Support for LAist comes from
We Explain L.A.
Stay Connected

Share This


The Superstorm Cometh, Floodeth, Drowneth

Photo by Sterling Davis via LAist Featured Photos pool on Flickr
LAist relies on your reader support, not paywalls.
Freely accessible local news is vital. Please power our reporters and help keep us independent with a donation today.

Move over mudslides, brush fires and earthquakes, there's a new life-threatening natural disaster sheriff in town and California's ability to tread water is likely to be tested in the wake of a catastrophic weather event that scientists are calling the "Superstorm."

The reality of the "ARkStorm: California’s Other 'Big One'" was a topic of discourse at a USGS conference with the Federal Emergency Management Agency and the California Emergency Management Agency that ended on Friday. "Combining advanced flood mapping and atmospheric projections with data on California’s geologic flood history, over 100 scientists calculated the probable consequences of a “superstorm” carrying tropical moisture from the South Pacific and dropping up to 10 feet of rain across the state," reports the New York Times.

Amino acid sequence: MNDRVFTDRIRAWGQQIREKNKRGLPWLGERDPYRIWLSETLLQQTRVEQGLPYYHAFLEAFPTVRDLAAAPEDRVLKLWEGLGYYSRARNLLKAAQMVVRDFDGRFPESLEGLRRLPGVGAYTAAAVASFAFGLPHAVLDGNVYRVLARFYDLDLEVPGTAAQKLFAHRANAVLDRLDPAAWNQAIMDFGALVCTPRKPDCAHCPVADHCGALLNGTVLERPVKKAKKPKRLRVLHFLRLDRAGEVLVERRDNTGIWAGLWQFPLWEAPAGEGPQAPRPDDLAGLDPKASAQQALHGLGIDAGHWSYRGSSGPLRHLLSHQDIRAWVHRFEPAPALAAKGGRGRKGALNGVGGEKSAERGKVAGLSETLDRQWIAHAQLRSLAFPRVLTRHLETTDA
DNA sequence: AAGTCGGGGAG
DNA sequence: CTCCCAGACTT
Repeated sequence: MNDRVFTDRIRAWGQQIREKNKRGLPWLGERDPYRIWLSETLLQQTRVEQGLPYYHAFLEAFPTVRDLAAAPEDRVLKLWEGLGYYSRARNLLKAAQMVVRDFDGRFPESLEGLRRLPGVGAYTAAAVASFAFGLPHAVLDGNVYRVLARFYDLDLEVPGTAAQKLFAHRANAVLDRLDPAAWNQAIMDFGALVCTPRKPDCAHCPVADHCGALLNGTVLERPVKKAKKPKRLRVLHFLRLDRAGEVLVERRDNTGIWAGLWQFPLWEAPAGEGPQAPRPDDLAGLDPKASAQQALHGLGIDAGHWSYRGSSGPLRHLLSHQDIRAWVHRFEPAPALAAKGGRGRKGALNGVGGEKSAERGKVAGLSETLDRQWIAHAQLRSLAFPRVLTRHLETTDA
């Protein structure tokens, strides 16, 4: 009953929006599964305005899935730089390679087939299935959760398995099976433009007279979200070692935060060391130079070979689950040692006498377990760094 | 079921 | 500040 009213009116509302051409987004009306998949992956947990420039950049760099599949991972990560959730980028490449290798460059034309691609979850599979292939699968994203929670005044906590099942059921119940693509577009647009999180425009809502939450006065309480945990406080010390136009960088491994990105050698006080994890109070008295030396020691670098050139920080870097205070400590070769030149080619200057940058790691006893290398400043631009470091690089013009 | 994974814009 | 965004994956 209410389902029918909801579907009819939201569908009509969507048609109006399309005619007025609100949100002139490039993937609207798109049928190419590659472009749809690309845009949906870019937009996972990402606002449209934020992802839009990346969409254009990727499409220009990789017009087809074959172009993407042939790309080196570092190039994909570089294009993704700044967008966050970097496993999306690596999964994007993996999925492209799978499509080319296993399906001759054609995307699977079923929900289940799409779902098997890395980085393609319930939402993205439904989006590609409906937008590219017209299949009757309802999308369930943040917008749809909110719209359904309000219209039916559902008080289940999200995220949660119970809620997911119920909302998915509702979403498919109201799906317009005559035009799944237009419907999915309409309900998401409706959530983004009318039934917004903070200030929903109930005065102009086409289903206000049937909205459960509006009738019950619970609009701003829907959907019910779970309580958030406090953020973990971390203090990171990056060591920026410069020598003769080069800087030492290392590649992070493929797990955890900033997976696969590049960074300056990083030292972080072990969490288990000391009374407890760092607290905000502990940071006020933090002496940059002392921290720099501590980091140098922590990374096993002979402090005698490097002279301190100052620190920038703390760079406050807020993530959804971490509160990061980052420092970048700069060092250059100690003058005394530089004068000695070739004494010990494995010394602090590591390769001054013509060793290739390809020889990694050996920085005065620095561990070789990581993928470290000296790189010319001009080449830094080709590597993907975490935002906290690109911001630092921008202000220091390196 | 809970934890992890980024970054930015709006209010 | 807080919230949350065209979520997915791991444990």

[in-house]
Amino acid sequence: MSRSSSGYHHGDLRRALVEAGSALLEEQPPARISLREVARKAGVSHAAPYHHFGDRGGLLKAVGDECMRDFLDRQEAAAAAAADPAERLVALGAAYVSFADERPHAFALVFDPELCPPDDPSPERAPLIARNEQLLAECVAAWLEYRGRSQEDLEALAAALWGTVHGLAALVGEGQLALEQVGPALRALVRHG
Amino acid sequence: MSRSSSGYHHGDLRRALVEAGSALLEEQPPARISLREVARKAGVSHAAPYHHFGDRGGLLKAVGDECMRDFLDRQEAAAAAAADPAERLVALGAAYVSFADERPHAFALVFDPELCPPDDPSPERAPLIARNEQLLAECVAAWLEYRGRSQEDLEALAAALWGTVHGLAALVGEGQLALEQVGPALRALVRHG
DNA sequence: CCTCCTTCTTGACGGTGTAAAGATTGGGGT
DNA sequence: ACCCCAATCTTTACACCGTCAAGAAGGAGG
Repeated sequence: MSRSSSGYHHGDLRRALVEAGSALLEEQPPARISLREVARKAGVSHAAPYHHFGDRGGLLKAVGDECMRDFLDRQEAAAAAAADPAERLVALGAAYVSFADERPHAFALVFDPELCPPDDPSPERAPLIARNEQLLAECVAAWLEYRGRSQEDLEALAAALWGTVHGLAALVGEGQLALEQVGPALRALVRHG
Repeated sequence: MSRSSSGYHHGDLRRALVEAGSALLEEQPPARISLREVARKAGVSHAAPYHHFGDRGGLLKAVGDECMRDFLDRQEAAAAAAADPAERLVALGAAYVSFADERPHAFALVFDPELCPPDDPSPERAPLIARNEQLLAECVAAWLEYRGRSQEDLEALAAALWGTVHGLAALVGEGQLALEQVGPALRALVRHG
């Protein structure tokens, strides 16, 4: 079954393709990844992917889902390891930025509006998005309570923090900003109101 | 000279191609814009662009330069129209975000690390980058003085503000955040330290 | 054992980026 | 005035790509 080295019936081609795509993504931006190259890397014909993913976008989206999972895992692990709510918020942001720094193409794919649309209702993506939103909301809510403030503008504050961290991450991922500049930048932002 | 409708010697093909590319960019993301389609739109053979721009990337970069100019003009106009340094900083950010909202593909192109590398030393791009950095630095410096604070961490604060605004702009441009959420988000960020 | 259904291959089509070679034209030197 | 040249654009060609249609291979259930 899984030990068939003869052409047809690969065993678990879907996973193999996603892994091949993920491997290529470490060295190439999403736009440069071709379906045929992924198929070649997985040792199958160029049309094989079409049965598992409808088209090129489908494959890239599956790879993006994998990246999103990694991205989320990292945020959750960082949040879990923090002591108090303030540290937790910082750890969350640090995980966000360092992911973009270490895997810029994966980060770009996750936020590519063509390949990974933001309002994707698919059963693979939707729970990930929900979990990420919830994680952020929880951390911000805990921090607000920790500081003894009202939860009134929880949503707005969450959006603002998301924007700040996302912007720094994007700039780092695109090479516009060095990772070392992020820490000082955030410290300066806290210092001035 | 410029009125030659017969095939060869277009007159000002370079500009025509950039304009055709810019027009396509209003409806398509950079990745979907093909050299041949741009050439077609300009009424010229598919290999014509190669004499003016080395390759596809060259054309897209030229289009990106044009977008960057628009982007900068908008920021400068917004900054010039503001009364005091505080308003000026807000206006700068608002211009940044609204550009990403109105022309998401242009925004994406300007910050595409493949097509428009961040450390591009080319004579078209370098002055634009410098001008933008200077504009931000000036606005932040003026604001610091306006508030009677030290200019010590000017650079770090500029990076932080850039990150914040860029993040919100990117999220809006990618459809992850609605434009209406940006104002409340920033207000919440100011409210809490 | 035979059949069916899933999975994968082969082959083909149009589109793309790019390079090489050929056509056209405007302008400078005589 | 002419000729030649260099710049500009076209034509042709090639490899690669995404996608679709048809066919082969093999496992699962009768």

In the event of such an event CA could sustain four to five times as much economic damage as a large earthquake, up to $300 billion in damage, with as many as 1/4 of all homes damaged by flooding. But flooding isn't new news. Vast floods have long been documented via tree-ring data and historical records. According to Marcia K. McNutt, the director of the geological survey: